Personally, I agree with French that “the Trumpist right is wrongly creating a folk hero out of Rittenhouse.” That does not mean he should be convicted. I have been trying to follow the case in the newspapers and online. Frankly, I find the evidence mixed. There is significant evidence that Rittenhouse was asking for trouble. He went to Kenosha carrying an AR-15 style automatic rifle to defend American businesses from left wing rioters. So he thought. Then in defence of those businesses he was chased by at least 3 and maybe 4 protesters (or rioters if you like) one of whom had a gun and one of whom assaulted him with a skateboard. He may have legitimately feared for his life even though he had been immensely foolish to go to a riot (as he perceived it, not entirely without justification) with a rifle and basically without being trained to do so.
There are many cases of Americans doing very foolish and even dangerous things and getting shot at as a result, who nonetheless had a reasonable case for claiming self-defence. Remember the police officers who barged into the home of Breanna Taylor without knocking and unsurprisingly were met with gunfire in return from the occupant of her house? The police fired back and were successful with their claim of self-defence to a murder charge even though they killed her boyfriend in his home. The police initiated the entire incident and were in my opinion entirely at fault, yet they were acquitted.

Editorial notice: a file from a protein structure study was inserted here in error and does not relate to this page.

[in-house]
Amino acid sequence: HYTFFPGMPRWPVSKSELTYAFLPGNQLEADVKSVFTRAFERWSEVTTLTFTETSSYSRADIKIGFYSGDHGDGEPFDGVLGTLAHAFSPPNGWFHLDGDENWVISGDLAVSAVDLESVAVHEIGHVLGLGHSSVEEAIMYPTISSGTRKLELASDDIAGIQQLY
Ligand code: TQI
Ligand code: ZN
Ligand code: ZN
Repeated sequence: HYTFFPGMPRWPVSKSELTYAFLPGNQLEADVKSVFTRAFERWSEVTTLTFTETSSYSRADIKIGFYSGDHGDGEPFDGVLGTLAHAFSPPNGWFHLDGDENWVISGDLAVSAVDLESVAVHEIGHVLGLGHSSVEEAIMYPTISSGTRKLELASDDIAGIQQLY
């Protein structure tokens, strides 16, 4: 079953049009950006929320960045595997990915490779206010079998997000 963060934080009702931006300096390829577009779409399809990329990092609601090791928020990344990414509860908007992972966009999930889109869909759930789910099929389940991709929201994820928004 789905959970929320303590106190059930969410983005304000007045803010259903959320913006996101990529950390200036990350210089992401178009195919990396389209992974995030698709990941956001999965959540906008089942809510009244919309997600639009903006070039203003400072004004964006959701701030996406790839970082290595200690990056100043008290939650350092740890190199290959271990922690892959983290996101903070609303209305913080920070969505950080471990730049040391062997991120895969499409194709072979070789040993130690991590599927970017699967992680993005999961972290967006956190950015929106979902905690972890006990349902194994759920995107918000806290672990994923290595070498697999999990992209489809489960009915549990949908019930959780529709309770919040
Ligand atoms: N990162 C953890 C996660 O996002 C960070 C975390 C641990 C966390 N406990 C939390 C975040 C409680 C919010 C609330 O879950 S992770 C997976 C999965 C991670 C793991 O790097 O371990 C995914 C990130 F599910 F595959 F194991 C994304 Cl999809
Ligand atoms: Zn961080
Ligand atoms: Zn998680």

I think the same thing might happen to Rittenhouse. He was white and shot at 4 white men not a black man, so he will have a harder time making the defence work, but it certainly could. Added to that, he was defending white citizens from a perceived black mob. I don’t think he was justified in going to the city with a gun, but I think that defence might work. The American mythology might save him.
None of this makes Rittenhouse hero material. In much of white America though a young man carrying an automatic rifle to defend whites is automatically hero material. As French said,